Hierarchies, Constitutional Dialogues, and Political Networks: A Comparative and Conceptual Study
Richard Rawlings, Peter Leyland & Alison Young (eds.), Sovereignty and the Law: Domestic, European and International Perspectives (Oxford University Press, 2013), 236
15 Pages Posted: 9 Dec 2019
Date Written: April 6, 2013
This Chapter links two discourses: sovereignty and constitutional dialogue. Dialogue analysis is typically part of a normative attempt to alleviate concerns about the supremacy of the judiciary once judicial review of legislation is introduced. In this Chapter, it is argued that “dialogue” in fact connotes two distinct structural arrangements: formal and implied. True formal dialogue mechanisms create potential crises for those who wish to maintain the hierarchical vision of sovereignty as they transform the balance of powers. Other constitutional mechanisms such as limitations clauses have been defined as dialogic instruments, but are in fact mere permutations of the classical form of judicial decision-making. The Chapter discusses the version of implied/political dialogue that has emerged in the US and offers a vision of multi-player networks that operate both in the legal and political spheres. The Chapter demonstrates how both formal and implied dialogue assist in rejecting hierarchical visions of domestic sovereignty.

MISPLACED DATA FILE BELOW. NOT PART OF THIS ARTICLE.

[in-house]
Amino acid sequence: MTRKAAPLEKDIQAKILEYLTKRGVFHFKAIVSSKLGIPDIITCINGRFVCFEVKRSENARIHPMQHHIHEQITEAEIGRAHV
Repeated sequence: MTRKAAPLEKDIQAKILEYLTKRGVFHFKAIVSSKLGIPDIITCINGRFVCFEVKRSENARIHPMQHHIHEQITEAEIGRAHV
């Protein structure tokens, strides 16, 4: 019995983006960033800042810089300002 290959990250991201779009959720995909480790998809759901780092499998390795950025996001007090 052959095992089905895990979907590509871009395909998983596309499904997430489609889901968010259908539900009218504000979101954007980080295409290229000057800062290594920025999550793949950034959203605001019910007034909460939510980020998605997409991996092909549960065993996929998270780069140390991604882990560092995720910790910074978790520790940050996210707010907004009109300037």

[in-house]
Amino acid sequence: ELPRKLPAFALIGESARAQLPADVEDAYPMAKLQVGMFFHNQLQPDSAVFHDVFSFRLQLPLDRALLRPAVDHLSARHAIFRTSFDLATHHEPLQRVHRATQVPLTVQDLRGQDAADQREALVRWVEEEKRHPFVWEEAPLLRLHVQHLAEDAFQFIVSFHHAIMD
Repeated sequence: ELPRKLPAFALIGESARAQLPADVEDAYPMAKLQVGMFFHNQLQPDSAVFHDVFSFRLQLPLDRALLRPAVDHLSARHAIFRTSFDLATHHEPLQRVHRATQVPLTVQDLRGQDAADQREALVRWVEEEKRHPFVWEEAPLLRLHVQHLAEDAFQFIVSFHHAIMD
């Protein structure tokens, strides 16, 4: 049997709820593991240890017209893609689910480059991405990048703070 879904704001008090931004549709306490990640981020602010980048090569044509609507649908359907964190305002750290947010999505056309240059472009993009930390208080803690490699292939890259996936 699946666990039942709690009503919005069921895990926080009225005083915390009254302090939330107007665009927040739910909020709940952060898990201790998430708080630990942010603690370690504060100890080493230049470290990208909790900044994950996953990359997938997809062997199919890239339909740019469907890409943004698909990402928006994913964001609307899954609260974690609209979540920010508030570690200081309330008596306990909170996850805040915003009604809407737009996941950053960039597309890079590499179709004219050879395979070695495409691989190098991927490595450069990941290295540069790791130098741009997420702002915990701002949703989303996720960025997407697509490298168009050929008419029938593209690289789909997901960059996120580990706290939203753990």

Keywords: sovereignty, constitutional dialogue, constitutional law theory, comparative constitutional law, judicial supremacy, judicial review, constitutional theory
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